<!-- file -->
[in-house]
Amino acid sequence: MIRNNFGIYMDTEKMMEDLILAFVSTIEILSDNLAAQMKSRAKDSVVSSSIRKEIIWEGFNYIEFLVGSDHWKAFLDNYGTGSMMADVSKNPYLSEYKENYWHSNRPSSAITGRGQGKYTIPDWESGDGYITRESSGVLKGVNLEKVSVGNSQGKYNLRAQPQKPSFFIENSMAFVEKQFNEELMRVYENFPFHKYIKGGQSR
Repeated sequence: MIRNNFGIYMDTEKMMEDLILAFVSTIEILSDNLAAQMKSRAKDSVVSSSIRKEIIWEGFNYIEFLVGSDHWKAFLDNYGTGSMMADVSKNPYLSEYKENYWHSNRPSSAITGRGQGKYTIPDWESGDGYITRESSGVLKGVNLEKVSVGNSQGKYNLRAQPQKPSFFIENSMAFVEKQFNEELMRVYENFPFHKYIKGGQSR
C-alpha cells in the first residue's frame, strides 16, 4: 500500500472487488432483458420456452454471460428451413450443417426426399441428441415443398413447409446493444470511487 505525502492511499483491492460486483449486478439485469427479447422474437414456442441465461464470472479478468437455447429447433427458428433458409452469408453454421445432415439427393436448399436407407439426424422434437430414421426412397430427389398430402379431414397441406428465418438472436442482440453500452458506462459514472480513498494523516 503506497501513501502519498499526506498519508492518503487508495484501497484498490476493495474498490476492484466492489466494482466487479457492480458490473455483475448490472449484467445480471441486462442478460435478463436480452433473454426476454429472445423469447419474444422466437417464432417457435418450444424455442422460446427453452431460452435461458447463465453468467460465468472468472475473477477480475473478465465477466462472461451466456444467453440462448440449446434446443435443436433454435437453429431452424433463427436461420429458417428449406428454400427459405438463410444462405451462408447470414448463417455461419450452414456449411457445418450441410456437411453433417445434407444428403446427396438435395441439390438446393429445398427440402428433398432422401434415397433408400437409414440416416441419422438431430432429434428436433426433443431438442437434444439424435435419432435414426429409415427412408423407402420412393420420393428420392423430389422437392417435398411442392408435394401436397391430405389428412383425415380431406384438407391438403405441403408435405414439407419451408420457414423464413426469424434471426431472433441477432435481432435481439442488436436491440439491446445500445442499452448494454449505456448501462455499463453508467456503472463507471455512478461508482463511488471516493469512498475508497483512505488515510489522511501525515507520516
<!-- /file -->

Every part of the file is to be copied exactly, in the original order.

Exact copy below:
[in-house]
Amino acid sequence: MIRNNFGIYMDTEKMMEDLILAFVSTIEILSDNLAAQMKSRAKDSVVSSSIRKEIIWEGFNYIEFLVGSDHWKAFLDNYGTGSMMADVSKNPYLSEYKENYWHSNRPSSAITGRGQGKYTIPDWESGDGYITRESSGVLKGVNLEKVSVGNSQGKYNLRAQPQKPSFFIENSMAFVEKQFNEELMRVYENFPFHKYIKGGQSR
Repeated sequence: MIRNNFGIYMDTEKMMEDLILAFVSTIEILSDNLAAQMKSRAKDSVVSSSIRKEIIWEGFNYIEFLVGSDHWKAFLDNYGTGSMMADVSKNPYLSEYKENYWHSNRPSSAITGRGQGKYTIPDWESGDGYITRESSGVLKGVNLEKVSVGNSQGKYNLRAQPQKPSFFIENSMAFVEKQFNEELMRVYENFPFHKYIKGGQSR
C-alpha cells in the first residue's frame, strides 16, 4: 500500500472487488432483458420456452454471460428451413450443417426426399441428441415443398413447409446493444470511487 505525502492511499483491492460486483449486478439485469427479447422474437414456442441465461464470472479478468437455447429447433427458428433458409452469408453454421445432415439427393436448399436407407439426424422434437430414421426412397430427389398430402379431414397441406428465418438472436442482440453500452458506462459514472480513498494523516 503506497501513501502519498499526506498519508492518503487508495484501497484498490476493495474498490476492484466492489466494482466487479457492480458490473455483475448490472449484467445480471441486462442478460435478463436480452433473454426476454429472445423469447419474444422466437417464432417457435418450444424455442422460446427453452431460452435461458447463465453468467460465468472468472475473477477480475473478465465477466462472461451466456444467453440462448440449446434446443435443436433454435437453429431452424433463427436461420429458417428449406428454400427459405438463410444462405451462408447470414448463417455461419450452414456449411457445418450441410456437411453433417445434407444428403446427396438435395441439390438446393429445398427440402428433398432422401434415397433408400437409414440416416441419422438431430432429434428436433426433443431438442437434444439424435435419432435414426429409415427412408423407402420412393420420393428420392423430389422437392417435398411442392408435394401436397391430405389428412383425415380431406384438407391438403405441403408435405414439407419451408420457414423464413426469424434471426431472433441477432435481432435481439442488436436491440439491446445500445442499452448494454449505456448501462455499463453508467456503472463507471455512478461508482463511488471516493469512498475508497483512505488515510489522511501525515507520516